Volume 20, Issue 4 (1991)
Preparation of School Psychologists to Serve as Consultants for Teachers of Emotionally Disturbed Children
Thomas R. Kratochwill, Susan M. Sheridan, Pamela Carrington Rotto, Diane Salmon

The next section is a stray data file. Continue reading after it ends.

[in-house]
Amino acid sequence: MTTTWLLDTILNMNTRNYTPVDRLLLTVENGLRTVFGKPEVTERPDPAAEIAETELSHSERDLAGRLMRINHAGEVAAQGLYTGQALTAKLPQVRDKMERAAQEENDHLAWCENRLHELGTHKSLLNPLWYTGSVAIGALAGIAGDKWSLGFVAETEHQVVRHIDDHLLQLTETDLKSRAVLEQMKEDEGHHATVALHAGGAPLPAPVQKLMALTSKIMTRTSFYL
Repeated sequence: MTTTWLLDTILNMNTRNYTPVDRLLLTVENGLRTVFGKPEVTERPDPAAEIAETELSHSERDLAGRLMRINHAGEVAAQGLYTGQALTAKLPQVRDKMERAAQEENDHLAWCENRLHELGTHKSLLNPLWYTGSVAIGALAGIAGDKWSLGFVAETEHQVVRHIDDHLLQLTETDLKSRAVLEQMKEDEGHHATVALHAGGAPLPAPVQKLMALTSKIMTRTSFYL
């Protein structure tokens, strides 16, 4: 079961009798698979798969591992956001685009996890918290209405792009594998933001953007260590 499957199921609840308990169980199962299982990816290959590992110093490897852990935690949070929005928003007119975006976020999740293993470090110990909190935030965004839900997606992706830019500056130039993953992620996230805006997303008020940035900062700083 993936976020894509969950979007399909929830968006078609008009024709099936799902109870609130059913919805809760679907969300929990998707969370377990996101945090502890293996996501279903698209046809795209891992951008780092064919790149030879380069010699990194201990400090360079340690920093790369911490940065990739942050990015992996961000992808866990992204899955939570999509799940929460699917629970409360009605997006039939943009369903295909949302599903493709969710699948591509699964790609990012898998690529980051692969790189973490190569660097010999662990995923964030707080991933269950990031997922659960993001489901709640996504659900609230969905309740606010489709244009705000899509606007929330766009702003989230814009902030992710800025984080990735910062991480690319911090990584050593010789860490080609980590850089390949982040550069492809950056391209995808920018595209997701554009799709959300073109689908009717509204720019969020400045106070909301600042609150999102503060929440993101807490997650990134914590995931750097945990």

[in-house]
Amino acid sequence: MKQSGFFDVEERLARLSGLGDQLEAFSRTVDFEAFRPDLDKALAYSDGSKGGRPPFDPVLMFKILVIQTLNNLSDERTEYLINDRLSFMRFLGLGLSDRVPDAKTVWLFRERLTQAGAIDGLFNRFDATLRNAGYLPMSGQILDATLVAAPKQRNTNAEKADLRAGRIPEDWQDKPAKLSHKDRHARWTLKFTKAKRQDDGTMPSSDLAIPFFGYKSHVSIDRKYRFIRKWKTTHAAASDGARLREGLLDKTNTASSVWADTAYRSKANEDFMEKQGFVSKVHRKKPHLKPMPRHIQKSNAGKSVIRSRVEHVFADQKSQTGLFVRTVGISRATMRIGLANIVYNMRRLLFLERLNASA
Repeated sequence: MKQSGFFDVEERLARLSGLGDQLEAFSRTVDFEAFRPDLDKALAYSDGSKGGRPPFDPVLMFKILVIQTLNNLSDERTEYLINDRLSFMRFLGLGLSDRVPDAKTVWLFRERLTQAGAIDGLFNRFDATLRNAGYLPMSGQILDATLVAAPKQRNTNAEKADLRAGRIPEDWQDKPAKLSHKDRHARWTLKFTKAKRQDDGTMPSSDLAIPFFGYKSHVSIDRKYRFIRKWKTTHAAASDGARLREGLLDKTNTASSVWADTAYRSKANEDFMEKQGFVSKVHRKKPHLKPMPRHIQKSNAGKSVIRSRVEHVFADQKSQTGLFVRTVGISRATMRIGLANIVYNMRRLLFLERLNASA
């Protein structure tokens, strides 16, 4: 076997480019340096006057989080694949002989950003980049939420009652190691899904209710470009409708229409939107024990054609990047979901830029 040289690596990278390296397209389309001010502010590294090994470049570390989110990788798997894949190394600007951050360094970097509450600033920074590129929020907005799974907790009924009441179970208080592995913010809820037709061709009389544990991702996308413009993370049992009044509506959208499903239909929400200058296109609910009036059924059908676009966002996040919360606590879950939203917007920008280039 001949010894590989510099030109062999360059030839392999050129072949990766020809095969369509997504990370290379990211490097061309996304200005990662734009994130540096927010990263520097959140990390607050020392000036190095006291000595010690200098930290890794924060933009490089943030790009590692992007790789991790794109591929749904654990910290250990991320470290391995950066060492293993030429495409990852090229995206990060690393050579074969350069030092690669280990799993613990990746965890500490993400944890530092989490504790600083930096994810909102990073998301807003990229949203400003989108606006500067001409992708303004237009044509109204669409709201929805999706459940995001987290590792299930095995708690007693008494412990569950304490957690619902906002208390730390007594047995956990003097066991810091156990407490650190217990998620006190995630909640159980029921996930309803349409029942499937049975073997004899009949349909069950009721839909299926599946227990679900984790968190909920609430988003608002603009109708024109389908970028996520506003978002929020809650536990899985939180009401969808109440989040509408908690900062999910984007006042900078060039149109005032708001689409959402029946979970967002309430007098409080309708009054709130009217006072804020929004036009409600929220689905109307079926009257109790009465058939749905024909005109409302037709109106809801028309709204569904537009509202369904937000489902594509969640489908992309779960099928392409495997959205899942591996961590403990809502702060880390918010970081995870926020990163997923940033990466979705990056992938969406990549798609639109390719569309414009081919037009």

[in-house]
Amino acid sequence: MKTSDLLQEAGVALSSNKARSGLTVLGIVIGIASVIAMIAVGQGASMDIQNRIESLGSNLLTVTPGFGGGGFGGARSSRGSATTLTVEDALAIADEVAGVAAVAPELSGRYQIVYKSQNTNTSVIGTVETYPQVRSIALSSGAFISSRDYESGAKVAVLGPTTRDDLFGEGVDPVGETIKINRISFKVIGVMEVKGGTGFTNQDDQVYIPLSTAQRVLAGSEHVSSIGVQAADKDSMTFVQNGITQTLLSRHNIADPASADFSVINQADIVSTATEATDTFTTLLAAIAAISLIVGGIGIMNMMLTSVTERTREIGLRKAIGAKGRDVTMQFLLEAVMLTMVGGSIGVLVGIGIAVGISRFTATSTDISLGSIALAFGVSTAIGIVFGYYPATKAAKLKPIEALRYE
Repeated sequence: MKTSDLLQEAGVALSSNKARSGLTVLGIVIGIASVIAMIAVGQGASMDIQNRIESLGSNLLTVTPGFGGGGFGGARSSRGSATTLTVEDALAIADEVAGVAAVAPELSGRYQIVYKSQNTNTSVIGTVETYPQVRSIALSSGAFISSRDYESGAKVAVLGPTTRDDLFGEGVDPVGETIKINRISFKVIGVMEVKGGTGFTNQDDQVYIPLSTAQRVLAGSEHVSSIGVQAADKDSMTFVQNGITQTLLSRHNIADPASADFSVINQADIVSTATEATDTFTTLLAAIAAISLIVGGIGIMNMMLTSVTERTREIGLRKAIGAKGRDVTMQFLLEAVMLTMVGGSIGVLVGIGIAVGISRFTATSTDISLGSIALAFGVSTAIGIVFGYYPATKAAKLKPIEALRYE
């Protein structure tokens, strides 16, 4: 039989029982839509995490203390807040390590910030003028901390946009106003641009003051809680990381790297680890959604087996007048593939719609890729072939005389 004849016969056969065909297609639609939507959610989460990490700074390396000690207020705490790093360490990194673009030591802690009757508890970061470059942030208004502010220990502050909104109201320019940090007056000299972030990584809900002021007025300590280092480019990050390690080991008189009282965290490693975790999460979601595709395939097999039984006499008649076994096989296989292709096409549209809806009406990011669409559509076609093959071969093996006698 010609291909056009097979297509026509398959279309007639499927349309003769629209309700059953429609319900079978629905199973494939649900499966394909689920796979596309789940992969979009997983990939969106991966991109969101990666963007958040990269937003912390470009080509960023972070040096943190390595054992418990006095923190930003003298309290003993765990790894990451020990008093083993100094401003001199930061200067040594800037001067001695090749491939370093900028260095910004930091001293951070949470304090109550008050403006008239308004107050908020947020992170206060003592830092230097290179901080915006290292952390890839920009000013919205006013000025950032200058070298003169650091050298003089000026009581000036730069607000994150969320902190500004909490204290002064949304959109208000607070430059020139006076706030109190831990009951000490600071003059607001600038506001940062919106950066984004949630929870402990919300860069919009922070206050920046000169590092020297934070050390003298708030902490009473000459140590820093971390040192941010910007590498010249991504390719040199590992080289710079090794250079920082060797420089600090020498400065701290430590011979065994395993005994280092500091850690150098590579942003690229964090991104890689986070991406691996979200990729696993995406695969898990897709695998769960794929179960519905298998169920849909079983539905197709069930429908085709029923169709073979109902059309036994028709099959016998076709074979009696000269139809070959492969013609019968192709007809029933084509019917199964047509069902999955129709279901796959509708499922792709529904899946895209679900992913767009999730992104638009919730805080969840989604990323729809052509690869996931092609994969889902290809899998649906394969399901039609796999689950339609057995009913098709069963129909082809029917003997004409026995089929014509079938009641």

Abstract: The study involved an analysis of a training package developed as part of a federally funded training grant to teach consultation interview skills to 15school psychology students in three phases of behavioral consultation: (a) problem identification, (b) problem analysis, and, (c) treatment evaluation. In Experiment 1, five consultants were exposed to a treatment package consisting of a training manual and readings, video tape interview models, skill rehearsal, and supervision feedback. In Experiment 2, teaching relationship skills and instruction in system issues were added to the package for five consultants. In Experiment 3, the four consultants were exposed to the same package and one received a mentor-ship training format. In each experiment the consultants were evaluated on the acquisition of interview skills, generalization of the skills to role play analogue situations, and generalization to child cases referred for psychological services by teacher-consultees of emotionally disturbed children. Results of all three studies indicated that the training package and its variations were effective for teaching consultation interview skills. Results are discussed within the context of the cost of training, content of intervention training, and future directions for training research.
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